Wednesday, August 12, 2015

Publishing As a Second Language—How do I Go About Writing on Assignment?

by Linda Gilden @LindaGilden

As a new writer I remember hearing seasoned writers talk about writing assignments and wondering How do you ever get to that point?
           
The short answer is lots of hard work! But if you are one of those writers who would love to have editors calling or emailing you with an assignment, let’s talk about how to get there.

First of all, what exactly does it mean to write on assignment?
Writing on assignment is pretty clear. You are writing an article or book that the editor or publisher has asked you to write. He or she has assigned that project to you, has given you a specific slant, word count, and deadline. All writers hope to someday be able to write on assignment.

So, how do you do that? 
1. Perfect your writing style. Learn the craft of writing and how to do it with excellence. Editors appreciate and remember writers who always send material that does not need a lot of editing and turn their writing in on time.

2. Submit regularly. Editors need to know you are capable of writing well and meeting deadlines. When they see you are submitting regularly, they know you can do that. Pitching often to the same publication will give editors the opportunity to get to know you and your work.

3. Build relationships with those in the publishing business. At my first writers conference I met the editor of a devotional magazine. After a few conversations he asked, “Would you like an assignment for a week of devotions?” Scared me to death but I knew this was a big step in the direction of where I wanted to be as a writer. So I immediately said an enthusiastic, “Yes!” This was a great learning experience and the first of many such assignments. But it wouldn’t have happened if I hadn’t met the editor and spent some time getting to know him and his publication.

4. Keep your eyes and ears open. Article assignments can turn up in the strangest places.
  • You can search the internet and job boards to find writing opportunities.
  • One of the most interesting ways I found an assignment was from my washing machine repairman. He had fixed a washing machine the day before for a person who made a great feature story.
  • Look at magazine theme lists. Is there something there that interests you?
  • Talk to other writers who write regularly.

Many writers think if you don’t have connections there is no way to generate assignments. But looking regularly at theme lists, job boards, and talking to other writers will get you quickly on the right path. As you establish yourself as a good and dependable writer with a specialty in a few areas, you will come to mind as editors search for writers to cover specific topics.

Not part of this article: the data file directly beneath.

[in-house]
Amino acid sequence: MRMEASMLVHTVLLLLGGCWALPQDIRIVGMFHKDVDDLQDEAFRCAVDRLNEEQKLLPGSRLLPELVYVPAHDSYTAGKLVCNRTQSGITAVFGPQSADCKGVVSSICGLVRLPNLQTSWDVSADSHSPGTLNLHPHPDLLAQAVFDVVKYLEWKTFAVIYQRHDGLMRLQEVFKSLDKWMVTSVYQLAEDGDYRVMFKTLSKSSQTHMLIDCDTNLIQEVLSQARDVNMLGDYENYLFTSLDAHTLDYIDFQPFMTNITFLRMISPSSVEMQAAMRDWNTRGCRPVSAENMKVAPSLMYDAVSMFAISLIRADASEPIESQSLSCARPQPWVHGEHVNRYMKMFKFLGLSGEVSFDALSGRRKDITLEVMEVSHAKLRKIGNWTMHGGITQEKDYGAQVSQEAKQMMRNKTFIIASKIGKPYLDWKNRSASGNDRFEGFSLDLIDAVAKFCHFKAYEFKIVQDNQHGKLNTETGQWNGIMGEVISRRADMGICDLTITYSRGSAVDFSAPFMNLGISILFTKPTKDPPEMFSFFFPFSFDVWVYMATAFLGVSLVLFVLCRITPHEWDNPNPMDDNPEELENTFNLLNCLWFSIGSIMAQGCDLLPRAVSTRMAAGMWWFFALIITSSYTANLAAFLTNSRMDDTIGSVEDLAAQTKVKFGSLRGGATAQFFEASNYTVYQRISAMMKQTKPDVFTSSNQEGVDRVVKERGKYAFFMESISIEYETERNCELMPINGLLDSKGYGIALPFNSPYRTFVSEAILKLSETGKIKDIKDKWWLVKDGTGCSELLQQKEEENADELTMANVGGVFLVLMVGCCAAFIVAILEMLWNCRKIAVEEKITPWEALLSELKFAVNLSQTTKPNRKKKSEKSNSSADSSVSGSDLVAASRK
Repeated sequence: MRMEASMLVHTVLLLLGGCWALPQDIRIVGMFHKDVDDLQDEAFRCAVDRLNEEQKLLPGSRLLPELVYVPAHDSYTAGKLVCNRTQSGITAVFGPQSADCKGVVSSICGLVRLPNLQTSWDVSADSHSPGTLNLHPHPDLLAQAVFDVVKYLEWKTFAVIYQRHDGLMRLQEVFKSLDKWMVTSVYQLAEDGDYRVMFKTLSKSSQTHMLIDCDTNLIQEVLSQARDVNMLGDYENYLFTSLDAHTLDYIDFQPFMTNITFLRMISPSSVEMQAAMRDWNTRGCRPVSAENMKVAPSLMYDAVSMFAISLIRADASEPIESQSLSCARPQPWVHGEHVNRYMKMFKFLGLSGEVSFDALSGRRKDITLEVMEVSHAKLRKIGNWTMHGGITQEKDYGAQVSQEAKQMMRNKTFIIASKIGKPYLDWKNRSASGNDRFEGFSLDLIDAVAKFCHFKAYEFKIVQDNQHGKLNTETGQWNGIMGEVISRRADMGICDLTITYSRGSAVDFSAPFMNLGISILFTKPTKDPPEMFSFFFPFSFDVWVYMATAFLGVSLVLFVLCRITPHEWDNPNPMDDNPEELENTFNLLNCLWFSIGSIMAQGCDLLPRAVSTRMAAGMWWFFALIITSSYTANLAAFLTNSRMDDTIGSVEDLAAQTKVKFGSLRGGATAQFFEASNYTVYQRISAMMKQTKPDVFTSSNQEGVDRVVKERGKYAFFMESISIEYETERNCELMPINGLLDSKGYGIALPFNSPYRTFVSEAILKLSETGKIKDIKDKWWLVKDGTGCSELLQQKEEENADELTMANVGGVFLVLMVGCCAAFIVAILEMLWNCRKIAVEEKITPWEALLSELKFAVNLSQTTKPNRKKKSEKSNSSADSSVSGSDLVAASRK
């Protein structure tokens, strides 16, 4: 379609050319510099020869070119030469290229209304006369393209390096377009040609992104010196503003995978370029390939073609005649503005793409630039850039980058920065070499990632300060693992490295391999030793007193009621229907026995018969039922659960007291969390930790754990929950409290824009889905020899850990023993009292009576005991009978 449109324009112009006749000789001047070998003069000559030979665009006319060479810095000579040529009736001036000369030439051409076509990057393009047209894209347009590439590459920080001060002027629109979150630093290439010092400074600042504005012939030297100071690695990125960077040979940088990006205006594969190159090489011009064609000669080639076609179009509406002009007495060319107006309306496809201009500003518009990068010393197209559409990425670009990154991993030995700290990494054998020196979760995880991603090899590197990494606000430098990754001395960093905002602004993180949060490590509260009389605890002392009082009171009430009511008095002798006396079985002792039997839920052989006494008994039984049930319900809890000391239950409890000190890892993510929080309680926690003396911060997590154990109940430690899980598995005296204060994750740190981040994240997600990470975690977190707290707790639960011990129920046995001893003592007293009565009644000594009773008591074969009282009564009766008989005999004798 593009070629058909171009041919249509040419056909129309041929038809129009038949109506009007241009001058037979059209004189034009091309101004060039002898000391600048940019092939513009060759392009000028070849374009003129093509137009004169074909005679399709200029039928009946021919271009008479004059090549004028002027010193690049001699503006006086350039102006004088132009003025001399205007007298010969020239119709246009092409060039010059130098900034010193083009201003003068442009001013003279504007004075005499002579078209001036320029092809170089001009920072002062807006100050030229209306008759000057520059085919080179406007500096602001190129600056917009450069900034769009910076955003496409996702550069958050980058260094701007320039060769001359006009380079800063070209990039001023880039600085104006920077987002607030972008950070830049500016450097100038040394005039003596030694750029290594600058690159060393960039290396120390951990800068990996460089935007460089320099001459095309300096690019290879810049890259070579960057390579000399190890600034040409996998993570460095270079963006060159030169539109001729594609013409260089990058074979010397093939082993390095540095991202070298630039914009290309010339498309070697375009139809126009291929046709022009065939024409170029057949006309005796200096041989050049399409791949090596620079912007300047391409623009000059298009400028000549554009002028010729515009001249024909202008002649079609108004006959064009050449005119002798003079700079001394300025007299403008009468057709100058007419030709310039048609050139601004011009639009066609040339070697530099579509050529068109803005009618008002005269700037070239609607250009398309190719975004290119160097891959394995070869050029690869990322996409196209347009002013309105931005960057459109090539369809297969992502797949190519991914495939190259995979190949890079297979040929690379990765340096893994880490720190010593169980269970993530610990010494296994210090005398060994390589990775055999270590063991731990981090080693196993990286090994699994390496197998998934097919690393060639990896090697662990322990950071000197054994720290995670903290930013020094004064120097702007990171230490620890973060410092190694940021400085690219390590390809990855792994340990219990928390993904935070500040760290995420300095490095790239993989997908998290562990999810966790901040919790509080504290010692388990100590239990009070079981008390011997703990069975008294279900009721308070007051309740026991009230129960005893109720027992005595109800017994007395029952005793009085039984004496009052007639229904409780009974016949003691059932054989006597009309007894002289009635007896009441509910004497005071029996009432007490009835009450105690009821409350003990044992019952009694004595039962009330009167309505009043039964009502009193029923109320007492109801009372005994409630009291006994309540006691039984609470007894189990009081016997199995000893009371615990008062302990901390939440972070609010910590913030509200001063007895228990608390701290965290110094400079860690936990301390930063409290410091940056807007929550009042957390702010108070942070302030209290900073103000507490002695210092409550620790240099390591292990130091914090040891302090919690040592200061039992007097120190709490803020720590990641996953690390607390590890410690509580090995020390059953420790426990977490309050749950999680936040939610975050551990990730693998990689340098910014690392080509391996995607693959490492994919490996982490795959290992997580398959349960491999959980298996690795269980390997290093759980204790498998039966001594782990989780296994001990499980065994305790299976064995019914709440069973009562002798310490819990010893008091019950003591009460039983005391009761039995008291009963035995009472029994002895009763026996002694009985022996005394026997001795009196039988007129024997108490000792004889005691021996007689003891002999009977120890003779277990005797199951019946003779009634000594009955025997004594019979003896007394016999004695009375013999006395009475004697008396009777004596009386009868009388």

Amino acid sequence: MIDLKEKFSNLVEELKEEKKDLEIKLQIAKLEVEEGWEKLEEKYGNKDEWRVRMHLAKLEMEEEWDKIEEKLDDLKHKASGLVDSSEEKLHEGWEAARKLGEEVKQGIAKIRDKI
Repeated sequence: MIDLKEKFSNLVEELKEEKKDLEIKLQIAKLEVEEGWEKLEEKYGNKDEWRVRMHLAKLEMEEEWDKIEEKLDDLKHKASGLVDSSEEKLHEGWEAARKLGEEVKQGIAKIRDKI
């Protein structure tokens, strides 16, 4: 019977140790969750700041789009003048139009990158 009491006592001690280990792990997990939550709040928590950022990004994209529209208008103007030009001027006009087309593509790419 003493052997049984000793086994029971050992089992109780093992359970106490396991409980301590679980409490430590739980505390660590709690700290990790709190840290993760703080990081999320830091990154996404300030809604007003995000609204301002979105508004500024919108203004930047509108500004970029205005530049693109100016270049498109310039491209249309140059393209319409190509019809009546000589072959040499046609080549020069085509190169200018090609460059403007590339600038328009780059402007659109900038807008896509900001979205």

Until you find yourself receiving regular assignments, why not give yourself an assignment or two. Decide on a subject, find a magazine that needs your information (be sure to study their guidelines), then put your deadline on the calendar. It won’t be long before editors will be giving you their deadlines to add to the calendar!

What experience do you have with writing on assignment? Share your tips and comments in the section below.

And don't forget to join the conversation!

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Linda Gilden is a wife, mother, and grandmother. She finds great joy (and excellent writing material) in time spent with her family. Her favorite activity is floating in a pool with a good book surrounded by splashing children!


To find out more about Linda, her writing, and her ministry, visit www.lindagilden.com. You can also connect with her on Twitter @LindaGilden and Facebook at Author Linda Gilden.


2 comments:

  1. Linda, I was happy to meet and chat with you at Montrose. Your a suggestions and encouragement were greatly appreciated. Today's posting is just what I needed to move me forward in my writing. May you continue to be blessed in the days ahead. Fondly, Vi

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  2. Great article, Linda. I have joined a few Freelance groups. They send me a list of jobs. I have only submitted to one. I am learning as I go.

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